Adding Two-Factor-Authentication (2FA), also sometimes called Multi-Factor-Authentication (MFA), to your WordPress login page exponentially increases your website’s resistance to brute force attacks.
Why use two factor authentication?
Two factor authentication adds a second security element that needs to validate before access to your website is allowed. That makes three factors in all:
- Your username
- Your password
- The time-sensitive, one-time 2FA security code
It works on the basis of verifying your username against something you know (a password) and something you have (a device that displays the one-time 2FA code).
Combining the ‘Something you have’ element with the sign in process hugely increases the strength of your login protection.
Benefits of multi factor authentication
Multi-factor authentication adds an extra step into the login process, through issuing a one-time password, that you need to use within a defined period of time, to access your site.
The time-sensitive, one-time password is sent to a device you own, which must be in your possession for you to be able to access your site.
As long as your device is in your possession, the brute force hacker will not be successful at gaining access, because they will not have access to the one-time password.
As soon as you’ve used the one-time password, or when the time limit has been reached, it expires. So even if you don’t use it at that moment, and someone gains possession of your device, they won’t be able to use it later.
How to set up two factor authentication on WordPress?
The best way to add 2FA to your WordPress site is to use a plugin.
There are standalone 2FA plugins (just Google two factor authentication plugins for WordPress) and some security plugins offer it as part of their built-in functionality.
So, choose the plugin you will use, activate it, and then check which 2FA provider(s) your plugin works with.
There are two steps to setting this up
First step – link your website to a 2FA provider:
The plugin that you use will give you instructions on how to set up a 2FA account with the provider it supports, and then link your website to your 2FA account.
Although the process is pretty standard, it does vary slightly depending on the plugin you’re using.
Second step: link your website to your device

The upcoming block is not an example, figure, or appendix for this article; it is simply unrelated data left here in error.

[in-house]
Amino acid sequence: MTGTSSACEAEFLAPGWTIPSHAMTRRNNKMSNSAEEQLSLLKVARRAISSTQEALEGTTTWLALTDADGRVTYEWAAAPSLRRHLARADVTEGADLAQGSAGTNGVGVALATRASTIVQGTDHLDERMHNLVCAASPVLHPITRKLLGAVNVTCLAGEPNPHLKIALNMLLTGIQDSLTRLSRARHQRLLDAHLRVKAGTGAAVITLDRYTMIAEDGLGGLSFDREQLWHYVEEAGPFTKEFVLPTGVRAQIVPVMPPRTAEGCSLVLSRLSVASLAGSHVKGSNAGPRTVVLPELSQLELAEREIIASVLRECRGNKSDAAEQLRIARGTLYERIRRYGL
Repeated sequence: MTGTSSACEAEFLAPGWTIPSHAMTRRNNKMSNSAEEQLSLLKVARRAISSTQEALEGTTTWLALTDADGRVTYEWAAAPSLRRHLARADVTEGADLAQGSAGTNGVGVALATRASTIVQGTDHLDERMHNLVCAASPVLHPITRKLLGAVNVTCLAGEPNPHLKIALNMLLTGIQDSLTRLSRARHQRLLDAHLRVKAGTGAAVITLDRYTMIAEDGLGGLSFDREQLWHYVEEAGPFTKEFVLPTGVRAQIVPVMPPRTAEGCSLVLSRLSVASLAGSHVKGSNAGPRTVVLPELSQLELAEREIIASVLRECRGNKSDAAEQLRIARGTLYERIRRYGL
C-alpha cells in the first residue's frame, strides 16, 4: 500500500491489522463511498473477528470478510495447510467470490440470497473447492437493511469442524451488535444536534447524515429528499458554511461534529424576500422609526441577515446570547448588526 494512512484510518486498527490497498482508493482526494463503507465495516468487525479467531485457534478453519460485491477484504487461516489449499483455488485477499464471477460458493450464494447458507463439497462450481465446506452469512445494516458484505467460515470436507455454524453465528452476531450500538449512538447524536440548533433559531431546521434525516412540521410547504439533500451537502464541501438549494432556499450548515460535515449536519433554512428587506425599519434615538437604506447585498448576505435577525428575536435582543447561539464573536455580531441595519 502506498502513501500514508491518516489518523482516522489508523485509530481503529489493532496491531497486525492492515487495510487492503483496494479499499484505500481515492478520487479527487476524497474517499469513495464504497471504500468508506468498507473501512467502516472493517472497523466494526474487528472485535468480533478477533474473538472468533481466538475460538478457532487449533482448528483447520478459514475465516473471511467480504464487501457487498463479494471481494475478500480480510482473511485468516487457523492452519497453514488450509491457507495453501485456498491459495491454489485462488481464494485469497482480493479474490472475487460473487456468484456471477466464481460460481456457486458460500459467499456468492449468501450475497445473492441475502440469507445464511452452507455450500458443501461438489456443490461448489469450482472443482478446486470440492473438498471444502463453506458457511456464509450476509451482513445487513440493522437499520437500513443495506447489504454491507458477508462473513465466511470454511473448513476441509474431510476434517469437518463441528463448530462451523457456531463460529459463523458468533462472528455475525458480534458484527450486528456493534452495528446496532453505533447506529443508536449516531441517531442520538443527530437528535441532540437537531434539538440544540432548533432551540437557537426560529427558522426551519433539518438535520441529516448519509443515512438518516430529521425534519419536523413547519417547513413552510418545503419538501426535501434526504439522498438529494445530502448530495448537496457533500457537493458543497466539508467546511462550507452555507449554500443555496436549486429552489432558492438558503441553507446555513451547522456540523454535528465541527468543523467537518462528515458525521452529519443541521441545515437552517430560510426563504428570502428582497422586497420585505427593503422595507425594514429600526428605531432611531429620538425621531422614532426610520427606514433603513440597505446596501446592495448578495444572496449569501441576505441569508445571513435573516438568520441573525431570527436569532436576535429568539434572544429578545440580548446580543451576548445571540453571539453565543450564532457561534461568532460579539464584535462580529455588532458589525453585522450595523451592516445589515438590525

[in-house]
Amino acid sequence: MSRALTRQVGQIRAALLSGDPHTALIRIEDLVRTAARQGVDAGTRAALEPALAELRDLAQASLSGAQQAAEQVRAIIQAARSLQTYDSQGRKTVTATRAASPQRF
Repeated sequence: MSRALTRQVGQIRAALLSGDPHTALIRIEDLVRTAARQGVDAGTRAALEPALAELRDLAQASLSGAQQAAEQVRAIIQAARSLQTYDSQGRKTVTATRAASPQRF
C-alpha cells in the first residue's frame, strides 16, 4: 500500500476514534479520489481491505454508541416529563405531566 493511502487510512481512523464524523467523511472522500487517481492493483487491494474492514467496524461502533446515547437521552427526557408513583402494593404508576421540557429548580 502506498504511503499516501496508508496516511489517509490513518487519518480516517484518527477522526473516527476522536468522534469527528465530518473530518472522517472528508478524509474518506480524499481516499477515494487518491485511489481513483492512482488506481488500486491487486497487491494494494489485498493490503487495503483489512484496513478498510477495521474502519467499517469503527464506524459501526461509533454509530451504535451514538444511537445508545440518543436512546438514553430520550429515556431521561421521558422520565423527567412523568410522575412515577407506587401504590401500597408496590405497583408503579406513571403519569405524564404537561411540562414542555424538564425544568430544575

You will then need to install the provider’s 2FA app onto your device, and link the app with your website.
On Authy this is done by scanning a QR code after you’ve installed the Authy app on your device. Other providers may vary.
Again, just follow the instructions.
Once you’ve connected your WordPress site to your two-factor authentication account via the plugin, and to the 2FA app on your device via the QR code, save the settings and you’re all set.
Next time you log in to your website a new screen will be displayed after entering your username and password.
On this second screen you will be asked for the authentication code.
So fire up the app on your device, tap the account you’re logging in to and then type the one-time code it will display into the field on your WordPress login screen.
You’re home and dry.
What can go wrong with two factor authentication?
The biggest risk with using two factor authentication is being locked out of your website.
This happened to me when my phone crashed and I lost the means of getting my one-time codes.
Nothing to do with the 2FA app – it was purely coincidental..! (My phone’s motherboard died during an OS update).
To protect yourself against this there are a couple of things you can do:
- Make sure you choose multiple options for receiving the one-time password (you can usually choose email as well as the app on your device)
- Download and keep very safe the backup security keys that your 2FA provider will give you
I, of course, did neither of those things (duh..!).
So I was stuck until I had the brainwave of deactivating the plugin (by accessing the server and changing the plugin name – I could also have deleted the plugin via FTP).
That let me in and, once in, I was able to reactivate the plugin and turn off 2FA until I changed the notification method.
So make sure you have the backup codes stored in a very safe place and, if offered, make sure you use more than one medium for receiving the one-time codes.
Again, I strongly suggest you set up 2FA for your WordPress site – it increases protection against brute force attacks exponentially.
Have you used two factor authentication? How is it working for you? Let us know in the comments.
Owner – WP Security Basics
P.S. Is your WordPress website as secure as it could be? Take a look at the WordPress security products I have reviewed (I use all of them and I’d be happy to answer any questions you may have):